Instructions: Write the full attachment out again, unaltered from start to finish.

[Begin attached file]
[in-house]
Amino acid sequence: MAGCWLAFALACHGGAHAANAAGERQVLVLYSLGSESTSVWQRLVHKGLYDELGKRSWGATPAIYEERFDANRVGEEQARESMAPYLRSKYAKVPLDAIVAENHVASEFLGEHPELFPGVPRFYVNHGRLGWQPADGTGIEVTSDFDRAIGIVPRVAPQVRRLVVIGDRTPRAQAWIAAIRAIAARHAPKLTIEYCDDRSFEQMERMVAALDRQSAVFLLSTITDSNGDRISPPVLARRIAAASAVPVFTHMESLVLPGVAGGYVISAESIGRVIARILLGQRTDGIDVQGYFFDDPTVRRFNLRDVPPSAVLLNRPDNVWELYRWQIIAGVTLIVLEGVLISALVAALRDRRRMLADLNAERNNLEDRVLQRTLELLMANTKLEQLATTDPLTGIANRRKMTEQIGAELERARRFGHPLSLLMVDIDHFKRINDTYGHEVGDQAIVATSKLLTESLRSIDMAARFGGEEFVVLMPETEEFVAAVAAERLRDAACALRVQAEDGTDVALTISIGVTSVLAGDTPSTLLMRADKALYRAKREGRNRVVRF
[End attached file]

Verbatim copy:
[in-house]
Amino acid sequence: MAGCWLAFALACHGGAHAANAAGERQVLVLYSLGSESTSVWQRLVHKGLYDELGKRSWGATPAIYEERFDANRVGEEQARESMAPYLRSKYAKVPLDAIVAENHVASEFLGEHPELFPGVPRFYVNHGRLGWQPADGTGIEVTSDFDRAIGIVPRVAPQVRRLVVIGDRTPRAQAWIAAIRAIAARHAPKLTIEYCDDRSFEQMERMVAALDRQSAVFLLSTITDSNGDRISPPVLARRIAAASAVPVFTHMESLVLPGVAGGYVISAESIGRVIARILLGQRTDGIDVQGYFFDDPTVRRFNLRDVPPSAVLLNRPDNVWELYRWQIIAGVTLIVLEGVLISALVAALRDRRRMLADLNAERNNLEDRVLQRTLELLMANTKLEQLATTDPLTGIANRRKMTEQIGAELERARRFGHPLSLLMVDIDHFKRINDTYGHEVGDQAIVATSKLLTESLRSIDMAARFGGEEFVVLMPETEEFVAAVAAERLRDAACALRVQAEDGTDVALTISIGVTSVLAGDTPSTLLMRADKALYRAKREGRNRVVRF